By COLlive reporter
Rona Ramon, who lost both a husband and son in uniform to accidents and dedicated her remaining years to inspiring the younger generation to reach their potential, passed away.
She was 54 and battled with cancer.
Ramon was the widow of Ilan Ramon, the first Israeli astronaut who was the space shuttle payload specialist of STS-107, the fatal mission of Columbia, in which he and six other crew members were killed in a there-entry accident.
He was close with Rabbi Zvi Konikov, co-director of Chabad-Lubavitch of the Space & Treasure Coasts in Florida which serves Jewish space agency personnel and their families.
During that trip, Ilan Ramon took with him the first Jewish symbols into space, kosher food, kiddush and Shabbos. He is the only foreign recipient of the United States Congressional Space Medal of Honor.
Ramon was survived by his wife Rona and their four children, who were in Florida at the time of the accident. Their eldest son, Captain Asaf Ramon, was killed on September 13, 2009, aged 21, during a routine training flight while piloting his F-16A, 3 months after graduating from the IAF flight school as the top cadet in his class.
Inspired by Ilan and Assaf, Rona Ramon went on to establish The Ramon Foundation “to give support, love and encouragement to the younger generation; to reach their potential; fulfill their dreams; and contribute to society.”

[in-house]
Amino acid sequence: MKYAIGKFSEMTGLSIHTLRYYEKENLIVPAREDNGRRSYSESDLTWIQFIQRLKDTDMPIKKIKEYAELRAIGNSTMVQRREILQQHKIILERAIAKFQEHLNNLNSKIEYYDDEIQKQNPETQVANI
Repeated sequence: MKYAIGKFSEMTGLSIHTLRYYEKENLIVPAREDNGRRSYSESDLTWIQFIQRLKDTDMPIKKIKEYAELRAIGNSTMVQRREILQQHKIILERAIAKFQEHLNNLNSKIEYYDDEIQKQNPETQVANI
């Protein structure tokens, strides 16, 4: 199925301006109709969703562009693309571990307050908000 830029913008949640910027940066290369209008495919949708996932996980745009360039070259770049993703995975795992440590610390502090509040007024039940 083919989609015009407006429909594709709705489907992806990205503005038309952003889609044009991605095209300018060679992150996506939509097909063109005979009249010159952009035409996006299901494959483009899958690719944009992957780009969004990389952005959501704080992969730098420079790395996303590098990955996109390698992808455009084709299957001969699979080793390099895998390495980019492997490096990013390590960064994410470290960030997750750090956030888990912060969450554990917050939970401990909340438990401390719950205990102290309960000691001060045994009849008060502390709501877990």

Prime Minister Benjamin Netanyahu expressed the deep sorrow he and his wife Sara felt at her passing, “Rona withstood heroically the death of her husband and her son Assaf, of blessed memory,” he said.
“She fought cancer with the same heroism, we will always remember her and her amazing family,” Netanyahu said, according to the Jerusalem Post.
“She has taught us courage and choice in life,” mourned Knesset Speaker Yuli Edelstein. He said that tears come to his eyes when he thinks about “her strong figure who has not let up with good deeds.”
In 2012, she addressed participants of the Land and the Spirit mission to Israel, organized by Chabad’s Rohr Jewish Learning Institute (JLI) during which she was awarded the “Visionary of the Year” award.
Chabad Rabbis noted her “dedication and commitment to promoting and inspiring scientific excellence and leadership among future generations in Israel through the Ramon Foundation.”
At that event, Ramon spoke about how her husband felt the responsibility to represent all Jews, and that this was part of his legacy she was devoted to carrying forward.